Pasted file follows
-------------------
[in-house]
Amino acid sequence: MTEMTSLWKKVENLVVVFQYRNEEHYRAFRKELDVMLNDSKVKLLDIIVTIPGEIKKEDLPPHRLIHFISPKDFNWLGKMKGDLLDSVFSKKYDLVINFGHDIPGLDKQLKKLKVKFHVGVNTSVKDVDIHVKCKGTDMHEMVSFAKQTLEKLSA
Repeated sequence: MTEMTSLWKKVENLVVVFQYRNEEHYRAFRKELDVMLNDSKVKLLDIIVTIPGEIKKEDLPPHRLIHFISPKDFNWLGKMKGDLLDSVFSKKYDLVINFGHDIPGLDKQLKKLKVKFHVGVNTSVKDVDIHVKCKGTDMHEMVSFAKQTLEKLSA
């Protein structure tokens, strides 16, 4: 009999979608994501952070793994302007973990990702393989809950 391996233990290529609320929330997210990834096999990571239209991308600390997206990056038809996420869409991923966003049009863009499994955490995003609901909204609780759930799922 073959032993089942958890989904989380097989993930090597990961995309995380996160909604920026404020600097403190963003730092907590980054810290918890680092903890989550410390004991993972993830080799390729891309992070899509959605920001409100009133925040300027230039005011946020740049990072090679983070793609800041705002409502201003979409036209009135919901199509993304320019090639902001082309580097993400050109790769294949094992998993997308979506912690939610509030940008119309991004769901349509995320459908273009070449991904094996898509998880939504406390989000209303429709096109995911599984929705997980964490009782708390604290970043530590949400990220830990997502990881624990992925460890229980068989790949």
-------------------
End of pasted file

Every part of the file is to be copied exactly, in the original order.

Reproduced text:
[in-house]
Amino acid sequence: MTEMTSLWKKVENLVVVFQYRNEEHYRAFRKELDVMLNDSKVKLLDIIVTIPGEIKKEDLPPHRLIHFISPKDFNWLGKMKGDLLDSVFSKKYDLVINFGHDIPGLDKQLKKLKVKFHVGVNTSVKDVDIHVKCKGTDMHEMVSFAKQTLEKLSA
Repeated sequence: MTEMTSLWKKVENLVVVFQYRNEEHYRAFRKELDVMLNDSKVKLLDIIVTIPGEIKKEDLPPHRLIHFISPKDFNWLGKMKGDLLDSVFSKKYDLVINFGHDIPGLDKQLKKLKVKFHVGVNTSVKDVDIHVKCKGTDMHEMVSFAKQTLEKLSA
């Protein structure tokens, strides 16, 4: 009999979608994501952070793994302007973990990702393989809950 391996233990290529609320929330997210990834096999990571239209991308600390997206990056038809996420869409991923966003049009863009499994955490995003609901909204609780759930799922 073959032993089942958890989904989380097989993930090597990961995309995380996160909604920026404020600097403190963003730092907590980054810290918890680092903890989550410390004991993972993830080799390729891309992070899509959605920001409100009133925040300027230039005011946020740049990072090679983070793609800041705002409502201003979409036209009135919901199509993304320019090639902001082309580097993400050109790769294949094992998993997308979506912690939610509030940008119309991004769901349509995320459908273009070449991904094996898509998880939504406390989000209303429709096109995911599984929705997980964490009782708390604290970043530590949400990220830990997502990881624990992925460890229980068989790949």